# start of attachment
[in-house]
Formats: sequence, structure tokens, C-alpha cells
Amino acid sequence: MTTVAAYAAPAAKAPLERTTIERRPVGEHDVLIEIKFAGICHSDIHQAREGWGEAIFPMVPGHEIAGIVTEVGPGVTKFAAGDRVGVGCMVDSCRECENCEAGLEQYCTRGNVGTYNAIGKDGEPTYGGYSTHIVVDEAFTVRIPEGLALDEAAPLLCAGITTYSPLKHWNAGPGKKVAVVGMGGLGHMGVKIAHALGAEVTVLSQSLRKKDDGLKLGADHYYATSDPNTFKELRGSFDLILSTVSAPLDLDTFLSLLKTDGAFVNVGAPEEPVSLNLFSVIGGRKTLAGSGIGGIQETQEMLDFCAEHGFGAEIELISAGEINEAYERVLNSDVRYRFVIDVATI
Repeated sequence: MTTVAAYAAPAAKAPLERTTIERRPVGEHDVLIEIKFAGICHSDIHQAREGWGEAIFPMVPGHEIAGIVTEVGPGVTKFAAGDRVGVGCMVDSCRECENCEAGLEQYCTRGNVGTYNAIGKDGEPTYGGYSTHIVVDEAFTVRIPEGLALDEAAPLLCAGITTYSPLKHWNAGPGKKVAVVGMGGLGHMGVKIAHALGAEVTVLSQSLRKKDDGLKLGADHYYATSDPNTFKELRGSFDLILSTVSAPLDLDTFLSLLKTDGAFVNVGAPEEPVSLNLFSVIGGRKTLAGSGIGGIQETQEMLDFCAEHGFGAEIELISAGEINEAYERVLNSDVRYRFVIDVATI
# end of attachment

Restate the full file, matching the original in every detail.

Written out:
[in-house]
Formats: sequence, structure tokens, C-alpha cells
Amino acid sequence: MTTVAAYAAPAAKAPLERTTIERRPVGEHDVLIEIKFAGICHSDIHQAREGWGEAIFPMVPGHEIAGIVTEVGPGVTKFAAGDRVGVGCMVDSCRECENCEAGLEQYCTRGNVGTYNAIGKDGEPTYGGYSTHIVVDEAFTVRIPEGLALDEAAPLLCAGITTYSPLKHWNAGPGKKVAVVGMGGLGHMGVKIAHALGAEVTVLSQSLRKKDDGLKLGADHYYATSDPNTFKELRGSFDLILSTVSAPLDLDTFLSLLKTDGAFVNVGAPEEPVSLNLFSVIGGRKTLAGSGIGGIQETQEMLDFCAEHGFGAEIELISAGEINEAYERVLNSDVRYRFVIDVATI
Repeated sequence: MTTVAAYAAPAAKAPLERTTIERRPVGEHDVLIEIKFAGICHSDIHQAREGWGEAIFPMVPGHEIAGIVTEVGPGVTKFAAGDRVGVGCMVDSCRECENCEAGLEQYCTRGNVGTYNAIGKDGEPTYGGYSTHIVVDEAFTVRIPEGLALDEAAPLLCAGITTYSPLKHWNAGPGKKVAVVGMGGLGHMGVKIAHALGAEVTVLSQSLRKKDDGLKLGADHYYATSDPNTFKELRGSFDLILSTVSAPLDLDTFLSLLKTDGAFVNVGAPEEPVSLNLFSVIGGRKTLAGSGIGGIQETQEMLDFCAEHGFGAEIELISAGEINEAYERVLNSDVRYRFVIDVATI